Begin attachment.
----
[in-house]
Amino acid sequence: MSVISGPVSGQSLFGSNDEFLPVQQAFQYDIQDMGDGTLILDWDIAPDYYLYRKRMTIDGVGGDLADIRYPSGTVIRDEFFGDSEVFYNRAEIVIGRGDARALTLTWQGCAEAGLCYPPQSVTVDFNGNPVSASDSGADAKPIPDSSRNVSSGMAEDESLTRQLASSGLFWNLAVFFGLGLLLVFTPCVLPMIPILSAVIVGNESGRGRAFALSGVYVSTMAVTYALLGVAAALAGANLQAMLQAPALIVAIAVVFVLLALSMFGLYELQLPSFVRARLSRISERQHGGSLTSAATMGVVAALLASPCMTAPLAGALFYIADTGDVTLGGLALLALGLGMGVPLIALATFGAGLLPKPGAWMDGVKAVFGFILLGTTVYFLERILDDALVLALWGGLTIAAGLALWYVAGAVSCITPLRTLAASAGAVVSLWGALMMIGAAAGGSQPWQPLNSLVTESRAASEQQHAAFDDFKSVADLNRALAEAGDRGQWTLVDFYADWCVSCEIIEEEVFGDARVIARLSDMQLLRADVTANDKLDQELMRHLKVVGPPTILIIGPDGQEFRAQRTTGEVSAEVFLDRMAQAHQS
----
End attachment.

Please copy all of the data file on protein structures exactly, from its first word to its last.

[in-house]
Amino acid sequence: MSVISGPVSGQSLFGSNDEFLPVQQAFQYDIQDMGDGTLILDWDIAPDYYLYRKRMTIDGVGGDLADIRYPSGTVIRDEFFGDSEVFYNRAEIVIGRGDARALTLTWQGCAEAGLCYPPQSVTVDFNGNPVSASDSGADAKPIPDSSRNVSSGMAEDESLTRQLASSGLFWNLAVFFGLGLLLVFTPCVLPMIPILSAVIVGNESGRGRAFALSGVYVSTMAVTYALLGVAAALAGANLQAMLQAPALIVAIAVVFVLLALSMFGLYELQLPSFVRARLSRISERQHGGSLTSAATMGVVAALLASPCMTAPLAGALFYIADTGDVTLGGLALLALGLGMGVPLIALATFGAGLLPKPGAWMDGVKAVFGFILLGTTVYFLERILDDALVLALWGGLTIAAGLALWYVAGAVSCITPLRTLAASAGAVVSLWGALMMIGAAAGGSQPWQPLNSLVTESRAASEQQHAAFDDFKSVADLNRALAEAGDRGQWTLVDFYADWCVSCEIIEEEVFGDARVIARLSDMQLLRADVTANDKLDQELMRHLKVVGPPTILIIGPDGQEFRAQRTTGEVSAEVFLDRMAQAHQS